Screen Options

Don’t worry — you can always come back and reactivate widgets you decide that you do need. As such, it pays to be aggressive — you might be surprised what you can do without.

I only have the following default widgets enabled on my blog:

  • Categories
  • Tags
  • Excerpt

Then a few necessary plugin widgets:

If you’re feeling really zealous you can permanently remove widgets (including those you can’t remove via the “Screen Options” tab using this tutorial)

You’ll also want to take a minute to shuffle these widgets around so they are within easy reach. Now, doesn’t that feel better?

Step 2: Choose Your Writing Tool

If you’re still battling the default TinyMCE text editor, you should know that there are far better options available. The first (and a particular favorite of mine) is a default feature within the WordPress core. I am talking about the Distraction Free Editor (DFE):

The Distraction Free Editor

Minimalist heaven

I cannot understate how much of an improvement this is over the standard text editor. You have a great deal more screen real estate to play with and benefit from — as the name suggests — a completely distraction-free environment. Try it out; you may well be surprised how much you prefer it.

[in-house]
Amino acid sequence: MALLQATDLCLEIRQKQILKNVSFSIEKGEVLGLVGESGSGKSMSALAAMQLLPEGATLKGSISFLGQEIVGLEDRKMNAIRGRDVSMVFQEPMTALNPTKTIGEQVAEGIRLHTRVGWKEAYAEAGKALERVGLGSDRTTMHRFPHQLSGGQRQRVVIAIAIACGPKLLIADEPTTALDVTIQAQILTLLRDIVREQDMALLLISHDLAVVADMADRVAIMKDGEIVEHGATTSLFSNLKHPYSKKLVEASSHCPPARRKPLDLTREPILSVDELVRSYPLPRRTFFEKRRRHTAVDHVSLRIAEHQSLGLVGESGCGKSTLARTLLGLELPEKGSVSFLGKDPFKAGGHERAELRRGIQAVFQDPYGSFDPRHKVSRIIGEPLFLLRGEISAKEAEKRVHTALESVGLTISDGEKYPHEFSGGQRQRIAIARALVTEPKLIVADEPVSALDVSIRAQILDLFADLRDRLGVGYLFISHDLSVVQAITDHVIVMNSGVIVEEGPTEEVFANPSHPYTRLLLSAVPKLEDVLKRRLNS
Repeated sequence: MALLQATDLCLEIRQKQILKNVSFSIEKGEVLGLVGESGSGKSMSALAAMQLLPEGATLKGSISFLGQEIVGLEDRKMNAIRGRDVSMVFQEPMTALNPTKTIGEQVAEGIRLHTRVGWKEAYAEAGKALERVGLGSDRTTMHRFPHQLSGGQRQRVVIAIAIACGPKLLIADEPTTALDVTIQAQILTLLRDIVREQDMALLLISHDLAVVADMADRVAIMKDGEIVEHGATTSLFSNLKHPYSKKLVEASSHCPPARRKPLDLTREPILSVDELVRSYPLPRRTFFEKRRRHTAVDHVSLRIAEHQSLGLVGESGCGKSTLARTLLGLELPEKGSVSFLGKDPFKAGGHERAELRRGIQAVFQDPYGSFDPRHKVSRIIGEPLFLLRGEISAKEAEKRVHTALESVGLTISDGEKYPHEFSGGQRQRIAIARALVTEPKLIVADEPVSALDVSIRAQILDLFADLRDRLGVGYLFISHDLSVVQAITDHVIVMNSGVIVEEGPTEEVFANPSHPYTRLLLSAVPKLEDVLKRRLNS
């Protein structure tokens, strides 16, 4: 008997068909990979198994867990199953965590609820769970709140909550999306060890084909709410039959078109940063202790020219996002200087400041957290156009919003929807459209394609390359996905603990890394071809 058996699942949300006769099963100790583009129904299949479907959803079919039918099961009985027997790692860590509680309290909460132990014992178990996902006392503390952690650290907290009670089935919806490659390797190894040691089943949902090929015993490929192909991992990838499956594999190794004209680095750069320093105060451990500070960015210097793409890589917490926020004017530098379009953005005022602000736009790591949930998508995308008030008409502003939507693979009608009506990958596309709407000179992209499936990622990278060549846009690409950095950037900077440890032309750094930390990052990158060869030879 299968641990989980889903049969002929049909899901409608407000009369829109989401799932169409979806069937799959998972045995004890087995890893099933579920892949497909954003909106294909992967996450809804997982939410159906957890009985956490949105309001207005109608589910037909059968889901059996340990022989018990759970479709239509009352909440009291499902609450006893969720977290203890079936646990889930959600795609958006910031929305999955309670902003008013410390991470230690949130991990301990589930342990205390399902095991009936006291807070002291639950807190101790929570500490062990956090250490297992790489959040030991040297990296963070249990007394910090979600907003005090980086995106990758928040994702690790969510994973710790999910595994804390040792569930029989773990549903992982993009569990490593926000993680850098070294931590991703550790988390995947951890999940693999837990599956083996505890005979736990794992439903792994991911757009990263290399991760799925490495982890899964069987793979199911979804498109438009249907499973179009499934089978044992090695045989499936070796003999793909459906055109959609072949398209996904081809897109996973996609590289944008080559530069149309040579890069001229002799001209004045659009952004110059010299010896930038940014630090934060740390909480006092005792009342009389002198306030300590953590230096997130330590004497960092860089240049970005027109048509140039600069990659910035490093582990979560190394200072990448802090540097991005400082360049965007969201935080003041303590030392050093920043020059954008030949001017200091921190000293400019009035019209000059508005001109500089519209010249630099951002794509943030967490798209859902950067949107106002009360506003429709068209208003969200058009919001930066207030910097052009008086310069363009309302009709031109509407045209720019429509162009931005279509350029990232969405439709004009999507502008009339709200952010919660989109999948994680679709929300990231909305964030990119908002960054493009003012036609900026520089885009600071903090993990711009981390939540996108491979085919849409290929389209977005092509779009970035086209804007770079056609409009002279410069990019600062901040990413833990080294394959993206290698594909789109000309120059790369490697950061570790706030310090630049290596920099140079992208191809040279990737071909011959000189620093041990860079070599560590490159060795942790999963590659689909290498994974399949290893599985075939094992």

One common complaint regarding the DFE is that it is missing many of the formatting options available within the standard text editor. However, I see that as an opportunity to greatly improve your efficiency by learning the numerous keyboard shortcuts that will enable you to write far more quickly in WordPress.

Now onto my preferred method. If you’re feeling particularly adventurous then I suggest you check out Markdown. It is an extremely intuitive markup language — like HTML (but far simpler). By using Markdown you avoid the irritating bugs present within TinyMCE and the DFE and have complete control over content creation. It is remarkably easy to learn — you may love it.